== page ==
Just off of Circuit Ave, in Oak Bluffs, on Martha's Vineyard, is the Old Stone Bakery. Like so many of the things on the island, it's an old fashion, stereotype shop. It has the tile floor, the glass display cases for the fresh donuts, and big rack of shelves behind them for still more sweet treats. My mother always loved to get their fresh loafs of French bread. We used to say: she had to buy two loafs, one to bring home, and one to eat on the way!
Myself, I loved their donuts, I could just about live on them - and this was long before "Krispy Kreme" came along. But, the place had one very special item; they had apple fritters to die for. Now, I was never partial to any apple dish beyond apple sauce; I didn't even like apple pie. I've always been more of a blueberry kind of guy. I know how can I be a good, red-blooded American and not love apple pie?
Now, bakeries have to do a lot of work late at night and early in the morning, which makes sense. When the customers come in bright and early in the morning for their coffee, donuts, bear claws, and so on, the stuff has to be fresh; which is why I could never work in a bakery! But I digress. The bakery would cook up their apple fritters late at night, and the first batch would usually be ready right around midnight. Of course, the smell wafting out the back door of their shop was downright mouth-watering. It wasn't long before people starting tapping on the back door and asking about the fritters. Eventually, this developed into a tradition: when that first batch of fritters was ready, free samples would be handed out to anyone waiting out back.
The funny thing was, I never went there. At first, I was too young to be out at midnight. Then, by the time I was, I had a job as a dishwasher, and was working late into the evening. Still, as I didn't much care for them, I didn't see it as a big loss.
Then, I brought then-girlfriend Jo Ann to the island for a visit, and my brother Stephen made the suggestion that we amble on down to the bakery for a free fritter. Once again, I had no real interest in going, but Jo Ann was intrigued, and this was one of Steve's favourite treats. So, I made like I wanted to go, and off we went in his car. He parked on one of the back roads, and we walked down to the bakery. As usual, he left his keys in the car. On the island, such things were of no concern. After all, you steal a car, where are you going to go?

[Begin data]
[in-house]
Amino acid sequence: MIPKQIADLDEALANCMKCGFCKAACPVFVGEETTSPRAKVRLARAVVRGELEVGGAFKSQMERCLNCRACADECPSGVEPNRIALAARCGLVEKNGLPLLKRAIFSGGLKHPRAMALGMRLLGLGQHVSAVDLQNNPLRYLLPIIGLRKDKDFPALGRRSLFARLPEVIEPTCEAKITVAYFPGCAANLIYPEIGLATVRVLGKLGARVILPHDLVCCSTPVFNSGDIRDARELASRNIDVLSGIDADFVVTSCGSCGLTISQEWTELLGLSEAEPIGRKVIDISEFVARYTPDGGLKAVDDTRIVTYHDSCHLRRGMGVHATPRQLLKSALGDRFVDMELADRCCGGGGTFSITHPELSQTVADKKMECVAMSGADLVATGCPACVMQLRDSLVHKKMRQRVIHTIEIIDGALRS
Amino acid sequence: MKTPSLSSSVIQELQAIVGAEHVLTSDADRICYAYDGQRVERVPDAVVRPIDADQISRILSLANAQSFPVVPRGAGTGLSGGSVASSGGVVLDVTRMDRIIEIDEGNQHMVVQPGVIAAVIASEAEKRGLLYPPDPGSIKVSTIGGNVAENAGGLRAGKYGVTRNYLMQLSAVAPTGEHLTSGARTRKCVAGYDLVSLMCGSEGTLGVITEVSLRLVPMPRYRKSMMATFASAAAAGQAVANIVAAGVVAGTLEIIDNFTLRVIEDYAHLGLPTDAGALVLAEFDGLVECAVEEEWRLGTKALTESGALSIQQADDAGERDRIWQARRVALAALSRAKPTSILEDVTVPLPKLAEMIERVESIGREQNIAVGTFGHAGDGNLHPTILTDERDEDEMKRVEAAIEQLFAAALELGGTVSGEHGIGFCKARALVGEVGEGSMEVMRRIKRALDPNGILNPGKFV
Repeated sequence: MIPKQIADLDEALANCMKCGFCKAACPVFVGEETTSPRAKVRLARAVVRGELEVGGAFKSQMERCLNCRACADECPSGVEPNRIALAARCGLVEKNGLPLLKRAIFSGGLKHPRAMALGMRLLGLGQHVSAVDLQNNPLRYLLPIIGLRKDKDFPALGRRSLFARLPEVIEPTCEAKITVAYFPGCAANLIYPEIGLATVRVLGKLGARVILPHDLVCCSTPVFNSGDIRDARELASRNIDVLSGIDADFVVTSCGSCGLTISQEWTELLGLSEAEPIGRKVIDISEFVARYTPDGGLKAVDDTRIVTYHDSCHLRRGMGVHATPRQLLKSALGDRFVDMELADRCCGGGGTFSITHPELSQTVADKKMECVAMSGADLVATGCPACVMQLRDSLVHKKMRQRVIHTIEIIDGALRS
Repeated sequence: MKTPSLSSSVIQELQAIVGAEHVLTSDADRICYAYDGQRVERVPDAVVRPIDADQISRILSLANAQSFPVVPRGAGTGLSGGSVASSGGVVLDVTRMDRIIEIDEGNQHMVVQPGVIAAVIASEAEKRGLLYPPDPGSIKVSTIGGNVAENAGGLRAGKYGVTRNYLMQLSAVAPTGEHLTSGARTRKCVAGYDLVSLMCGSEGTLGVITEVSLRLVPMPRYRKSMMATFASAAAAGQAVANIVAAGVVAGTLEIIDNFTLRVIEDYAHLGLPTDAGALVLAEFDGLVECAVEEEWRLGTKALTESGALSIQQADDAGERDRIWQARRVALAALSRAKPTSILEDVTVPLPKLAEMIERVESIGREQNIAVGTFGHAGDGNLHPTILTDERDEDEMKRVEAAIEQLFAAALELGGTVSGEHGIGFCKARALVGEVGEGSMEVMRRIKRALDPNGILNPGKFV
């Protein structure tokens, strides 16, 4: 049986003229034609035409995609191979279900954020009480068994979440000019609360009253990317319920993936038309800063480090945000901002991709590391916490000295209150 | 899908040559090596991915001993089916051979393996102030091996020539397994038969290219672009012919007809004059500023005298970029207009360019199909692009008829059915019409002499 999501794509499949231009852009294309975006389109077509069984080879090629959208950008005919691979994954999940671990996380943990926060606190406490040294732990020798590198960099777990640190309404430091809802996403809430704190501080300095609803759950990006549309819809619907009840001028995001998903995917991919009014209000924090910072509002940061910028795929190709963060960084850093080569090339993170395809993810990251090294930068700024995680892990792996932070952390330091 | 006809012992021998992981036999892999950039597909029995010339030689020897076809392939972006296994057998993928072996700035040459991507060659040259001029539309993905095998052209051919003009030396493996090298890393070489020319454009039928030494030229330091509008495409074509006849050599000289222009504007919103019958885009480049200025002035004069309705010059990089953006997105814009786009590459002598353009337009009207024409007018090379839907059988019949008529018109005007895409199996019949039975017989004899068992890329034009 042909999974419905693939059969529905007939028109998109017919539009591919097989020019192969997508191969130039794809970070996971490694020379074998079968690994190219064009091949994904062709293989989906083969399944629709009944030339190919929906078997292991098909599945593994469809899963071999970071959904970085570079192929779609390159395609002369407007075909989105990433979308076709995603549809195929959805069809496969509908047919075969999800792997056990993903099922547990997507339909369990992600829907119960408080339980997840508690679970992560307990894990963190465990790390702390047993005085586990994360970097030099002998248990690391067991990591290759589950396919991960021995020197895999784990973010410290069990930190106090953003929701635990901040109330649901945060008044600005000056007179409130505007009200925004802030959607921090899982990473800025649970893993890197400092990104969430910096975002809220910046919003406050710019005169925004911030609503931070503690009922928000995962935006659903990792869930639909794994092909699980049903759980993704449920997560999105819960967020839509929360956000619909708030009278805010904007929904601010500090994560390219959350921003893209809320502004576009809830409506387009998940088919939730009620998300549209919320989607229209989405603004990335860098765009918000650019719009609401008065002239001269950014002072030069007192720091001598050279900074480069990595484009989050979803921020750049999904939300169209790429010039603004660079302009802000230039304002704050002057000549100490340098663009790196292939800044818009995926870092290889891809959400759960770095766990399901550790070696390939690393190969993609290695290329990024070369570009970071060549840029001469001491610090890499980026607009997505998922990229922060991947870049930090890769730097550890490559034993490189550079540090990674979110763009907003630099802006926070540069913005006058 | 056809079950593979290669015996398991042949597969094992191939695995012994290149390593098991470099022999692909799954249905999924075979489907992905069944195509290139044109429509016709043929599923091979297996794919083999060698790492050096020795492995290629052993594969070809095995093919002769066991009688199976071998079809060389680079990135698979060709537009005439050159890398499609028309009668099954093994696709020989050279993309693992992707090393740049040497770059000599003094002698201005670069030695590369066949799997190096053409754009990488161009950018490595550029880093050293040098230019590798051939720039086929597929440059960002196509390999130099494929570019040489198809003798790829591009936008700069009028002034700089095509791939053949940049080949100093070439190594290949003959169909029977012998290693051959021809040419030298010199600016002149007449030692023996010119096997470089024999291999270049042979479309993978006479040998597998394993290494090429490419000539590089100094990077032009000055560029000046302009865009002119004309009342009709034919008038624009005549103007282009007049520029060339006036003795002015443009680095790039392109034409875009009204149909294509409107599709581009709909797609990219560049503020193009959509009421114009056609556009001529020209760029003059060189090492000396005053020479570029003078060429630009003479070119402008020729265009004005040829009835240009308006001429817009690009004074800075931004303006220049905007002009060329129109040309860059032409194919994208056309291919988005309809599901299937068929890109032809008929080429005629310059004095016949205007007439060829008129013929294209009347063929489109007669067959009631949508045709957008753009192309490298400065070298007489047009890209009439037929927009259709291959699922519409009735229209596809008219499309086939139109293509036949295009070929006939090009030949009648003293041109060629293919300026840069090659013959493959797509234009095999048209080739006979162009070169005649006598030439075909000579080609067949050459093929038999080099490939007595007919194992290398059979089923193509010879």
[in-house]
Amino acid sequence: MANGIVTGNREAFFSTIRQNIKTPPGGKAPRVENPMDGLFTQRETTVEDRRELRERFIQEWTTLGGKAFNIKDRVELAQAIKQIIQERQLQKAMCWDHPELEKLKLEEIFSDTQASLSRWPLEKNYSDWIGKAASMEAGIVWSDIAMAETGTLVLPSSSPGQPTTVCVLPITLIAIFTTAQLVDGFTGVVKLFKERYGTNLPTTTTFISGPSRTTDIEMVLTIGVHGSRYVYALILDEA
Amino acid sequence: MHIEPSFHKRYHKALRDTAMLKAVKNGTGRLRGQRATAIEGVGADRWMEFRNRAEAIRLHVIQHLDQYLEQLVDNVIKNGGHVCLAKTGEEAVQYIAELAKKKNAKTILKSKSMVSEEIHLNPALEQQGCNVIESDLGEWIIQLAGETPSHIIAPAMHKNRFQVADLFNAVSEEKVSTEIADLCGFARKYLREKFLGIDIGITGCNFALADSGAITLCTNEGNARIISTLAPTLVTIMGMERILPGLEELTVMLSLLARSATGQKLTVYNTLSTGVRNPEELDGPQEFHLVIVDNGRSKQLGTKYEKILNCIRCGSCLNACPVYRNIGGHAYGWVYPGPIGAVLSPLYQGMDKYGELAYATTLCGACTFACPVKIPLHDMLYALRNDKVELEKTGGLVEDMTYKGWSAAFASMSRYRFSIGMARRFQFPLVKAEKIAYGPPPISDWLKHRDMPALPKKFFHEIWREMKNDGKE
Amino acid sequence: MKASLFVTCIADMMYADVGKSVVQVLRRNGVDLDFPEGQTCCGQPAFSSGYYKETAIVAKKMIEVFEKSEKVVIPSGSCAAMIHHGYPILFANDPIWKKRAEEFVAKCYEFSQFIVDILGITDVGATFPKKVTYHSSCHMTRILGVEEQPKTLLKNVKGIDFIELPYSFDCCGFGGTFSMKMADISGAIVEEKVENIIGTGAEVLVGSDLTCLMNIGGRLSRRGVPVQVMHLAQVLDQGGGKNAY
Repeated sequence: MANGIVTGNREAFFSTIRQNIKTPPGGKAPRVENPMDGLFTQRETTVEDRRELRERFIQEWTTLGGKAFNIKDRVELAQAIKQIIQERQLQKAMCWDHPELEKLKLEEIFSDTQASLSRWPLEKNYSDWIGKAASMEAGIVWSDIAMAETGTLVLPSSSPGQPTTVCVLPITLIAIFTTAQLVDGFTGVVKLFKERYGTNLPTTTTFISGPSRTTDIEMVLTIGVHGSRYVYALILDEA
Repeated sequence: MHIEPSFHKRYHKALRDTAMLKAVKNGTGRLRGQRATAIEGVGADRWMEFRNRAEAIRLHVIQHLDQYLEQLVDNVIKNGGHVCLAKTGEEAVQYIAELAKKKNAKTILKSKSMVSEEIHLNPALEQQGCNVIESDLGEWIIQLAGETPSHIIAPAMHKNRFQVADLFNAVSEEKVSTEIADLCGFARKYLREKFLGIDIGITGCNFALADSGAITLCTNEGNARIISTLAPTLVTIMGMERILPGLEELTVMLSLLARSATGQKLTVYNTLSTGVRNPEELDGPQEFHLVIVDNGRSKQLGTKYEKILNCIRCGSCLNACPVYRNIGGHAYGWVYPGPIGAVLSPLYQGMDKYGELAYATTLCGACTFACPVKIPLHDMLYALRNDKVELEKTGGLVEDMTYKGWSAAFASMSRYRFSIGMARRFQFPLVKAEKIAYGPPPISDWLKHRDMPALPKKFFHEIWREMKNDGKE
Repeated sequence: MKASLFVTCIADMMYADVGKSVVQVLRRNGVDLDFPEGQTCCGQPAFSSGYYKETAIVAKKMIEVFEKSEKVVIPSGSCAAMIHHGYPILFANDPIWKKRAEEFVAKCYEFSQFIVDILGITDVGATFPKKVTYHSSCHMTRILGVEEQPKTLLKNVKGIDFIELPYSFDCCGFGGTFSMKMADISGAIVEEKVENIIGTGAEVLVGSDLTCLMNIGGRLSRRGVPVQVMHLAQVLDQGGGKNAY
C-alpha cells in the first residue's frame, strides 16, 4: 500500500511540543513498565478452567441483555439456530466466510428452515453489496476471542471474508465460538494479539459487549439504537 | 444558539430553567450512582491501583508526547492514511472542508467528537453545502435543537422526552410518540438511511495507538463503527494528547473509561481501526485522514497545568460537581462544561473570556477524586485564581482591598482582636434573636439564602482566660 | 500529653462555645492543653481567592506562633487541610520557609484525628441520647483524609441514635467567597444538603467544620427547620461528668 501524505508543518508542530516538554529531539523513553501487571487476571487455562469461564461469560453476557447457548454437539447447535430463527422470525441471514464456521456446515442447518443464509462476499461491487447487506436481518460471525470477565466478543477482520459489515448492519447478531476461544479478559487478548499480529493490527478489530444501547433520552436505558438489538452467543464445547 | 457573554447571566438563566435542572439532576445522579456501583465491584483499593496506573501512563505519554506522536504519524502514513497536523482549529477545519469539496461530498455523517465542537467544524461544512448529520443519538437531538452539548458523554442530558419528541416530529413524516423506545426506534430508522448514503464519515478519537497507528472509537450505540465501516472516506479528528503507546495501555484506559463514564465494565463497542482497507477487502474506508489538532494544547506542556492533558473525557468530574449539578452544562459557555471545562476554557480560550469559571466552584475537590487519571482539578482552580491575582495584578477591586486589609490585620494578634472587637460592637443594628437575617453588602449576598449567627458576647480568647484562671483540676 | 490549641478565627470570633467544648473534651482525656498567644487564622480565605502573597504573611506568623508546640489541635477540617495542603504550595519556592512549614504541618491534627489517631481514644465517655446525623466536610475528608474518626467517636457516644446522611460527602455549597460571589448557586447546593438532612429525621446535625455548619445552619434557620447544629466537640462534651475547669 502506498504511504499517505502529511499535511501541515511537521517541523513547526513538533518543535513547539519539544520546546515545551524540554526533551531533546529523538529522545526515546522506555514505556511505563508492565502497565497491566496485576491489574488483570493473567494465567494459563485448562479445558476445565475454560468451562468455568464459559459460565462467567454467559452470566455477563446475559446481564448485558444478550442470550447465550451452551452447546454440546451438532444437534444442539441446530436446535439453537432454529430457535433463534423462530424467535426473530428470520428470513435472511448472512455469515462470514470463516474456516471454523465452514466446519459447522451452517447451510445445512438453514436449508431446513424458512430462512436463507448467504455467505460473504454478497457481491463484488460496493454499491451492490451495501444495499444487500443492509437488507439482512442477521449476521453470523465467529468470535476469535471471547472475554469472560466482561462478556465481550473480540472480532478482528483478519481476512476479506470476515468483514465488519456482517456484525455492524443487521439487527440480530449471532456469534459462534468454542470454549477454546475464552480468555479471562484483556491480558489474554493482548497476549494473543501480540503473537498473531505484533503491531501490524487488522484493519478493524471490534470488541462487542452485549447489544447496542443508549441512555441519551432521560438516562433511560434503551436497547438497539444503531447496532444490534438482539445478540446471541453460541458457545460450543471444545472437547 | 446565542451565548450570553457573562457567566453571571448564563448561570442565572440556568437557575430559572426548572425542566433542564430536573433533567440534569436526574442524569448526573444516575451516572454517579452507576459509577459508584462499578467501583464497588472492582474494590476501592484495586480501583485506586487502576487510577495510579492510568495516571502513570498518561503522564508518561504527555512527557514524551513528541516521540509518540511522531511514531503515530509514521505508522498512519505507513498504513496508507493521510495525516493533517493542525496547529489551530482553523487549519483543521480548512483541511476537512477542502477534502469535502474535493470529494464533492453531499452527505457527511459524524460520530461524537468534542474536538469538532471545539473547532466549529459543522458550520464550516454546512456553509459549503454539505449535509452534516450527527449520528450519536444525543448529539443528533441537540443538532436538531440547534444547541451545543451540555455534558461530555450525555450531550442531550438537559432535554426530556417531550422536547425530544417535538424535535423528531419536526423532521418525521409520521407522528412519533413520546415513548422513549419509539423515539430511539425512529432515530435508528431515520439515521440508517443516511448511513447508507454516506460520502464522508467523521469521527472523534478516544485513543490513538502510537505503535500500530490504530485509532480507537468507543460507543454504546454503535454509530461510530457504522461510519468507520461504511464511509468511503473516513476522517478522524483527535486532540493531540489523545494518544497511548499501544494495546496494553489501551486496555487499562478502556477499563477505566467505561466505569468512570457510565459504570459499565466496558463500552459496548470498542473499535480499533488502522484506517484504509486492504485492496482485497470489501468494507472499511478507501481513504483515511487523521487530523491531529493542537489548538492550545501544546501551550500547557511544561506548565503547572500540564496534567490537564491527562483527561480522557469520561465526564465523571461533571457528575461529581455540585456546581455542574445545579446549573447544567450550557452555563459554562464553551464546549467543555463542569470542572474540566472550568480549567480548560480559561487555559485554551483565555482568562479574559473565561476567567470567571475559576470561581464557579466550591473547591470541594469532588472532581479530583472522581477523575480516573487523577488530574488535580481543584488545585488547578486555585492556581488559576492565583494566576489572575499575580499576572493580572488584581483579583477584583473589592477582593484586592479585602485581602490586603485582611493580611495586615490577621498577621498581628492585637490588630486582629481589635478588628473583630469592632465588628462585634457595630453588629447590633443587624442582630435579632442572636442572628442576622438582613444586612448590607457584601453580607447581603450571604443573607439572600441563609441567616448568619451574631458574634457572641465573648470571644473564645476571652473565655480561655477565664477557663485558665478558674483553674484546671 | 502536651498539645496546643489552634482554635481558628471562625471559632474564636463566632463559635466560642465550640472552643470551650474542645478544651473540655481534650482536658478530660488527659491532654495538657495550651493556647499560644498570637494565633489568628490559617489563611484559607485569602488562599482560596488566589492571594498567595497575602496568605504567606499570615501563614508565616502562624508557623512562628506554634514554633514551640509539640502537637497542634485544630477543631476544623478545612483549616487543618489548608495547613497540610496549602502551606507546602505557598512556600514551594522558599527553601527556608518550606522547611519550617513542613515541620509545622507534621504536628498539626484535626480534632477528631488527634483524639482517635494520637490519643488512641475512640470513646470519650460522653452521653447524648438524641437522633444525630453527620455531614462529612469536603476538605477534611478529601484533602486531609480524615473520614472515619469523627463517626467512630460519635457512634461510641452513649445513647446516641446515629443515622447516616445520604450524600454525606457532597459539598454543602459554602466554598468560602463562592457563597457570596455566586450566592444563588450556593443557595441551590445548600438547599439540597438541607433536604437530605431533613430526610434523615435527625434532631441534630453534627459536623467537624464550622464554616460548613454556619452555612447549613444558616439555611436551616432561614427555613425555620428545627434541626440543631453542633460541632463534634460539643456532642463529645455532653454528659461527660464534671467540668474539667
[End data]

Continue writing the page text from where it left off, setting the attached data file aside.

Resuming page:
Anyway, we stood there, waiting our turn, and the smell of those fritters certainly caught my attention. We finally got ours, and I got my first taste of one. I had no idea what I'd been missing! But, we made the place a regular stop for the remainder of our visit.
And then, just recently, we returned to the island. No, we didn't get to stop by for another fritter, but I did glance down the alley one day as we drove to the post office. At the back door of the bakery, they had set up a sign and display. It seemed the days of free fritters were gone. Like so much in our world, someone had seen the potential for profit, and now they were selling those midnight fritters.
I couldn't help but be a little saddened.
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Combining the gimlet-eye, of Philip Roth, with the precisive mind of Lionel Trilling, AJ Robinson writes about what goes bump in the mind, of 21st century adults. Raised in Boston, with summers on Martha's Vineyard, AJ now lives in Florida. Most of the time he writes, but sometimes he works at Disney World to renew his fantasies and get a few dollars more. AJ writes, with insight and passion, about his family and his dog. His liberal, note the small "l," sensibilities often lead to bouts of righteous indignation, well focused and true.
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